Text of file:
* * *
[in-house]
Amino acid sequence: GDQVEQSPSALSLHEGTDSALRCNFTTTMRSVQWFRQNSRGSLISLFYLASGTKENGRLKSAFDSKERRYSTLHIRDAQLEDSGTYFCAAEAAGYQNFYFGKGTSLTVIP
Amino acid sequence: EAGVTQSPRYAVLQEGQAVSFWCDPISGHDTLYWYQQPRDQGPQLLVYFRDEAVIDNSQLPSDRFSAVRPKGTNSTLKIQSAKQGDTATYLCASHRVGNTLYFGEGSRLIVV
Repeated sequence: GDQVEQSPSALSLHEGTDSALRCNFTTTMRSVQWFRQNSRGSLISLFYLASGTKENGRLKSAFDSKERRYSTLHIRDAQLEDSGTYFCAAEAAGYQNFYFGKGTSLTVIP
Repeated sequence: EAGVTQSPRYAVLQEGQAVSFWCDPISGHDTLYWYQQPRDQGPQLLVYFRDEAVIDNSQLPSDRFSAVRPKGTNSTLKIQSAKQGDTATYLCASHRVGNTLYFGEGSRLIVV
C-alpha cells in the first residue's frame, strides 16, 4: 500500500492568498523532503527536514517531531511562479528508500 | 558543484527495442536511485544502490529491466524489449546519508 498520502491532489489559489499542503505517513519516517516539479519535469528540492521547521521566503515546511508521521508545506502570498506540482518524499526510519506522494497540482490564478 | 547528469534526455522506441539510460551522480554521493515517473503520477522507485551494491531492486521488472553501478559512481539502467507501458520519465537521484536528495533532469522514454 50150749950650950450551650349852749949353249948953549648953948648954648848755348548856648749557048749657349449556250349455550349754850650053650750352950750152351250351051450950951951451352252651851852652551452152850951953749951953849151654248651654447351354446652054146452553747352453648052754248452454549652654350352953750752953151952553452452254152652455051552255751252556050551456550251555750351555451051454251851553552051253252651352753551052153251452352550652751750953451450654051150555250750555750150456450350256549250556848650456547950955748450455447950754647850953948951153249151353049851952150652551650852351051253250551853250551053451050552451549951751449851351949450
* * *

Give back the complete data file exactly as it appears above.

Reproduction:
[in-house]
Amino acid sequence: GDQVEQSPSALSLHEGTDSALRCNFTTTMRSVQWFRQNSRGSLISLFYLASGTKENGRLKSAFDSKERRYSTLHIRDAQLEDSGTYFCAAEAAGYQNFYFGKGTSLTVIP
Amino acid sequence: EAGVTQSPRYAVLQEGQAVSFWCDPISGHDTLYWYQQPRDQGPQLLVYFRDEAVIDNSQLPSDRFSAVRPKGTNSTLKIQSAKQGDTATYLCASHRVGNTLYFGEGSRLIVV
Repeated sequence: GDQVEQSPSALSLHEGTDSALRCNFTTTMRSVQWFRQNSRGSLISLFYLASGTKENGRLKSAFDSKERRYSTLHIRDAQLEDSGTYFCAAEAAGYQNFYFGKGTSLTVIP
Repeated sequence: EAGVTQSPRYAVLQEGQAVSFWCDPISGHDTLYWYQQPRDQGPQLLVYFRDEAVIDNSQLPSDRFSAVRPKGTNSTLKIQSAKQGDTATYLCASHRVGNTLYFGEGSRLIVV
C-alpha cells in the first residue's frame, strides 16, 4: 500500500492568498523532503527536514517531531511562479528508500 | 558543484527495442536511485544502490529491466524489449546519508 498520502491532489489559489499542503505517513519516517516539479519535469528540492521547521521566503515546511508521521508545506502570498506540482518524499526510519506522494497540482490564478 | 547528469534526455522506441539510460551522480554521493515517473503520477522507485551494491531492486521488472553501478559512481539502467507501458520519465537521484536528495533532469522514454 50150749950650950450551650349852749949353249948953549648953948648954648848755348548856648749557048749657349449556250349455550349754850650053650750352950750152351250351051450950951951451352252651851852652551452152850951953749951953849151654248651654447351354446652054146452553747352453648052754248452454549652654350352953750752953151952553452452254152652455051552255751252556050551456550251555750351555451051454251851553552051253252651352753551052153251452352550652751750953451450654051150555250750555750150456450350256549250556848650456547950955748450455447950754647850953948951153249151353049851952150652551650852351051253250551853250551053451050552451549951751449851351949450